10 days ago on Sunday, April 27th, 2014 - I became a half marathoner.
I wasn't nervous, I wasn't excited. I just wanted it to be over with. I felt like I had done all of the training I could do and I was just ready to run my last double digit run ever.
I ran the Iron Girl Half Marathon in Columbia, MD. I chose it because it was an all female race and it wasn't far from my house. It was the same day as the Nike Women's Half Marathon in DC and from the pictures I've seen - there were a TON of people at that one.
My goal was to finish in less than 3 hours. I totally outdid myself and finished in 2:40!
It was tougher than I had expected or trained for. There were quite a few hills. REALLY bad hills. I did almost all of my training on pretty flat surfaces. I would have definitely done that differently if I would have known.
The race started an hour late which frustrated me. My toes were starting to freeze and there wasn't good communication to the runners about what was actually going on with the delay. We were already in our corral and were just stuck there waiting for about 40 minutes before they told us we could leave and come back in about 15 minutes.
Me and a bunch of other ladies took the opportunity to go to the hotel across the parking lot and use the restroom rather than porta pottys.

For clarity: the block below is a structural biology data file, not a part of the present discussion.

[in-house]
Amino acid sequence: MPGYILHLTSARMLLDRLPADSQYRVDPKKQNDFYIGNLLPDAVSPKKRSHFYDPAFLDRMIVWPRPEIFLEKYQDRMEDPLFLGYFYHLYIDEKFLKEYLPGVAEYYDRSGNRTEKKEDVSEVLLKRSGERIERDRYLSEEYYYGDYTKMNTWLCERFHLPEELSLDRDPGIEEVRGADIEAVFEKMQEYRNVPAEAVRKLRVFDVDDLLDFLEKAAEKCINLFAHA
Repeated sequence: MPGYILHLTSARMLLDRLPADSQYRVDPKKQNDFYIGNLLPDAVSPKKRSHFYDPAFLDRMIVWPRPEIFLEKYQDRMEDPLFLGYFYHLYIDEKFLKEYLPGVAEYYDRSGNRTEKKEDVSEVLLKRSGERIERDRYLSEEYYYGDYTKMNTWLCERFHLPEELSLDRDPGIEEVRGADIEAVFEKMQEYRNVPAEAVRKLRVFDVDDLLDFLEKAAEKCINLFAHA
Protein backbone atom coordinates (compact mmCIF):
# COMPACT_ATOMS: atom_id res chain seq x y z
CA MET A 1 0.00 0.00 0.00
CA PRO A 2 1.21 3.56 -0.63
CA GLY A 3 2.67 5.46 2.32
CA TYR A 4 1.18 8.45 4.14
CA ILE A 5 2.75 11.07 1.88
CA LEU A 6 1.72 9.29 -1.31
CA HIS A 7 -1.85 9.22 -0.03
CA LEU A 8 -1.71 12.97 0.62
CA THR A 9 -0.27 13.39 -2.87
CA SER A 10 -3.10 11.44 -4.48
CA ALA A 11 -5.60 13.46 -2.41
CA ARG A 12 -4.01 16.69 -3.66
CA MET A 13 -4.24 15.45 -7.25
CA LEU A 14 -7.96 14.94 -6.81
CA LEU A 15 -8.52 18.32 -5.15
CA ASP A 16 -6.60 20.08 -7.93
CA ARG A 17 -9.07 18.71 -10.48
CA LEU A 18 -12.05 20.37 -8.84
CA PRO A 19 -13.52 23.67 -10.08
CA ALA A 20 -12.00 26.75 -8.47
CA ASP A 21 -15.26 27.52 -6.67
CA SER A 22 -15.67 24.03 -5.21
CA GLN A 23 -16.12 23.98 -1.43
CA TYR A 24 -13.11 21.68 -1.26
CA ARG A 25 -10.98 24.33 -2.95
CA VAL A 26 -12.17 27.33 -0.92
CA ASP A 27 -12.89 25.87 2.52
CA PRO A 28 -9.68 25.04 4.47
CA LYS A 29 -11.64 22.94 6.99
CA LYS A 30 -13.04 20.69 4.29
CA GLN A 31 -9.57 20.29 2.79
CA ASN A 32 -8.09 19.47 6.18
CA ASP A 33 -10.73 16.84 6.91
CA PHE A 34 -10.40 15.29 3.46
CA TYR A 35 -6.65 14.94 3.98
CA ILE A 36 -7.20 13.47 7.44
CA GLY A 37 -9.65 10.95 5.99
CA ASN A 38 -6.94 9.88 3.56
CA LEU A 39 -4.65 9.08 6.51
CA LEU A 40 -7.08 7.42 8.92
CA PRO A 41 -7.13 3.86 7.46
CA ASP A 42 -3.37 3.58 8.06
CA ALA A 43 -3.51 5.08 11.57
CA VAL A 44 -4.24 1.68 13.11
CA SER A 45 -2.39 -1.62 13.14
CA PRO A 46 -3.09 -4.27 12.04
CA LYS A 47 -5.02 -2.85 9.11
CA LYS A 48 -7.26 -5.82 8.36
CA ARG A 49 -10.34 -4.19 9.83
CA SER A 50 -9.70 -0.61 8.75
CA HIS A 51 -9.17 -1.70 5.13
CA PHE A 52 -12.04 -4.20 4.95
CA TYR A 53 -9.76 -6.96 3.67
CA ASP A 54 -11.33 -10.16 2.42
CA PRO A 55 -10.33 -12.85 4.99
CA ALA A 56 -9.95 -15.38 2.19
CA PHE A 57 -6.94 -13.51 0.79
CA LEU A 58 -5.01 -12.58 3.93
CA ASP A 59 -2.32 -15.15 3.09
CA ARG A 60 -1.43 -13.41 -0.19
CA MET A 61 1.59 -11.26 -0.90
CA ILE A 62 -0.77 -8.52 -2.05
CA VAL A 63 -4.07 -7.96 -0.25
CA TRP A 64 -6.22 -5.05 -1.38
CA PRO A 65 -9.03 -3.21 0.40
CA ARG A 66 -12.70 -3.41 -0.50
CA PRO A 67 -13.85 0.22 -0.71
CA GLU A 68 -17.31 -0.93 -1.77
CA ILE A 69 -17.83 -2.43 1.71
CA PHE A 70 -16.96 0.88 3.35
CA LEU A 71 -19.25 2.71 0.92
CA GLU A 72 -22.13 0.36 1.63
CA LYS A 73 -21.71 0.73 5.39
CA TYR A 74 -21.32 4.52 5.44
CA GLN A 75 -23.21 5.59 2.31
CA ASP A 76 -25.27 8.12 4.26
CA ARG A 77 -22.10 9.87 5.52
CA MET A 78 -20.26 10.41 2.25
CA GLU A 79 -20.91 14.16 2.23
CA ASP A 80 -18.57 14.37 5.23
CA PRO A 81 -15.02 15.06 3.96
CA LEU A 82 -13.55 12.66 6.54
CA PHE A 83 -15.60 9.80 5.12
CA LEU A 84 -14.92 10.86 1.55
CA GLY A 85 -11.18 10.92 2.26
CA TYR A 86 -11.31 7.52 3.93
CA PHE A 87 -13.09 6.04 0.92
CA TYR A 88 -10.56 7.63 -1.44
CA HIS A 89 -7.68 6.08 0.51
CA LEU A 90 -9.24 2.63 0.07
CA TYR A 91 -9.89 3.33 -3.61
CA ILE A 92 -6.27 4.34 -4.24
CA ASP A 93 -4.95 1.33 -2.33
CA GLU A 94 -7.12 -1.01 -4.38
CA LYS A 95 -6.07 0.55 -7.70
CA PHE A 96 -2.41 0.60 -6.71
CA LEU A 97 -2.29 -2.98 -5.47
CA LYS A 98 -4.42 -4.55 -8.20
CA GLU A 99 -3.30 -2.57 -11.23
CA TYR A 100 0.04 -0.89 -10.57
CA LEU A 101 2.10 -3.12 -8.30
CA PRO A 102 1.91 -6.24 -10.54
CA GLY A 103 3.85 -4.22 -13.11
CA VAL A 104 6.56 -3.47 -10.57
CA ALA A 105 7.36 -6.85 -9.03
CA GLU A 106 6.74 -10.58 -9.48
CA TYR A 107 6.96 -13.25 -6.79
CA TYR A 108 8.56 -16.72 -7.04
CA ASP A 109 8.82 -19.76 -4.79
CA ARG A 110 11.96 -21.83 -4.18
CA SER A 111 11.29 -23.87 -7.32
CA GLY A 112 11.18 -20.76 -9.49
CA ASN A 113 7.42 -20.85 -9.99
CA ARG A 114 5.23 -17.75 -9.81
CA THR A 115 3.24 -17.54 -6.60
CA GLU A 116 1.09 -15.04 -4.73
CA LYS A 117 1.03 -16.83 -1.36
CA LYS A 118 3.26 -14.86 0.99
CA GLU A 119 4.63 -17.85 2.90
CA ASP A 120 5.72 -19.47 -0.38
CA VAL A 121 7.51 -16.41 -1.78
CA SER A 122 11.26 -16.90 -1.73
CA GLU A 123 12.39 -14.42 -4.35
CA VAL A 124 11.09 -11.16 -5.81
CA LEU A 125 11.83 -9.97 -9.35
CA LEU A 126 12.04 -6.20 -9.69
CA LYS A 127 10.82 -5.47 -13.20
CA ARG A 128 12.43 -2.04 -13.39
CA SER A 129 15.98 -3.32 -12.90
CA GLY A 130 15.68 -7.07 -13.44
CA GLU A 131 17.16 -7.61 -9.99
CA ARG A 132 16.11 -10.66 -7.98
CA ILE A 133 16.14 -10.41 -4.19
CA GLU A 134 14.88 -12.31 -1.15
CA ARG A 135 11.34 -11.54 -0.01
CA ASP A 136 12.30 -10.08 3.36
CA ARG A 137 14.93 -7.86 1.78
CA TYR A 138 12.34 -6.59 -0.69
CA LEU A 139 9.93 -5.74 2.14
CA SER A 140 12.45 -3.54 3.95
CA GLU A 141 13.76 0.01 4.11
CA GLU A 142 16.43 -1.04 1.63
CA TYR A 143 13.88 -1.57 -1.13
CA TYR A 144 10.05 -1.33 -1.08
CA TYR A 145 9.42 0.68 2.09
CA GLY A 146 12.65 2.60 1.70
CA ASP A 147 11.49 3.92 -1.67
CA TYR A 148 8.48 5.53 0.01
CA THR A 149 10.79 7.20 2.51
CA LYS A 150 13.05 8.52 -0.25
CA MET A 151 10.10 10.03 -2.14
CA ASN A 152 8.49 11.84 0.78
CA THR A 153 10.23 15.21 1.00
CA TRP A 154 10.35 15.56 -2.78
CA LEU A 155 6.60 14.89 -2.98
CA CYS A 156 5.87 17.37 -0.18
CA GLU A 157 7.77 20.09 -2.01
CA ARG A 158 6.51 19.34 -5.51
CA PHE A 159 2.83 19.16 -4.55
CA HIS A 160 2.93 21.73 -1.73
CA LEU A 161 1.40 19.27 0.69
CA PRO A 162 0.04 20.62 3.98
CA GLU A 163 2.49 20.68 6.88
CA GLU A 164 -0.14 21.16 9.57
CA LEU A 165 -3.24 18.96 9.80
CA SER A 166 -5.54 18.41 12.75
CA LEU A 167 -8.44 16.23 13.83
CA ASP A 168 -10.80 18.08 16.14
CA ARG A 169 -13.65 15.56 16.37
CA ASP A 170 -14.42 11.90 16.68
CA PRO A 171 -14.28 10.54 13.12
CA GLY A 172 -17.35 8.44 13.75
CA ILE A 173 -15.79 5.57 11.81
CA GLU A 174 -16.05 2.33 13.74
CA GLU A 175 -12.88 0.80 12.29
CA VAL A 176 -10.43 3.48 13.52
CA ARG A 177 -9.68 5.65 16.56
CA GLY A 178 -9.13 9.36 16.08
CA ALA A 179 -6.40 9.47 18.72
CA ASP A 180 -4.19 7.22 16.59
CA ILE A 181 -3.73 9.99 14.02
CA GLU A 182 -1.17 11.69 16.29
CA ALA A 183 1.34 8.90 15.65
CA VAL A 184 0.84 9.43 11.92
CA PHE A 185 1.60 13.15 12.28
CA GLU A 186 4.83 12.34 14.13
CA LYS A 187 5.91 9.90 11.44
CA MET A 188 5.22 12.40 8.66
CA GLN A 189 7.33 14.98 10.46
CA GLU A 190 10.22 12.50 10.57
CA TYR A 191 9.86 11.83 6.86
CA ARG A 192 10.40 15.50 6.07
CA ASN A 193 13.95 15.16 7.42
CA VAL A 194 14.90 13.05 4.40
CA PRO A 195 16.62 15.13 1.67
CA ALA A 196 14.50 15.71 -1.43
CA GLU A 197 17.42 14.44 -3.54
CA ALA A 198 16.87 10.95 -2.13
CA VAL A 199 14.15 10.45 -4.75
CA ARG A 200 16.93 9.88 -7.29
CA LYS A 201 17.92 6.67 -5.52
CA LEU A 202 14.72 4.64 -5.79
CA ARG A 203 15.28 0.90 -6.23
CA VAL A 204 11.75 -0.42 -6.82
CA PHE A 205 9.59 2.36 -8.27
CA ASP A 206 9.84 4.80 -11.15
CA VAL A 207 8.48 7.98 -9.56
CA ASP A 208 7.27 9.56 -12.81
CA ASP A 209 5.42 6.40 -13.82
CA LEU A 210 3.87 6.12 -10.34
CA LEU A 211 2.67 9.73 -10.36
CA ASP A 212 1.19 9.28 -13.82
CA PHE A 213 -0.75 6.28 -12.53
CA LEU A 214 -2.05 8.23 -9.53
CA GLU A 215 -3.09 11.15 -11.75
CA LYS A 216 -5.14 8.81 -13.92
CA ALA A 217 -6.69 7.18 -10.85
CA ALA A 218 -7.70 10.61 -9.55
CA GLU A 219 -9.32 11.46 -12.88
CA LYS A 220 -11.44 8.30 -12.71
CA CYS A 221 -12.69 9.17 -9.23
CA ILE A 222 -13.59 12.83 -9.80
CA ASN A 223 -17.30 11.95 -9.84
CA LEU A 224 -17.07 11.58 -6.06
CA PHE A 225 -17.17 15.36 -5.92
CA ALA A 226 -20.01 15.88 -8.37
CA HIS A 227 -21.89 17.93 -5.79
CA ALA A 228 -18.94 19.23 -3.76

It was my first race with pacers. I lined up with the 10:30 group and was hanging strong with them until this killer hill at mile 5 had even the 11:00 pacers passing me as I walked the last 3/4 up the hill.
I was determined to never let the 11:30 pacers pass me though!
Post race hubby and I went to Wegman's. I loaded up on every single thing that looked good to me - calories didn't even factor into my thinking for the day.
The following day was a Monday. Unfortunately I did not take the day off. Stairs were quite the challenge. I had to utilize the escalator. Normally after a long run my knees would hurt. This time it was my quads that ached - I think from all of the hills.
When I got to work one of co-worker friends had bought me a bouquet of flowers to congratulate me on my race and to tell me I was her hero.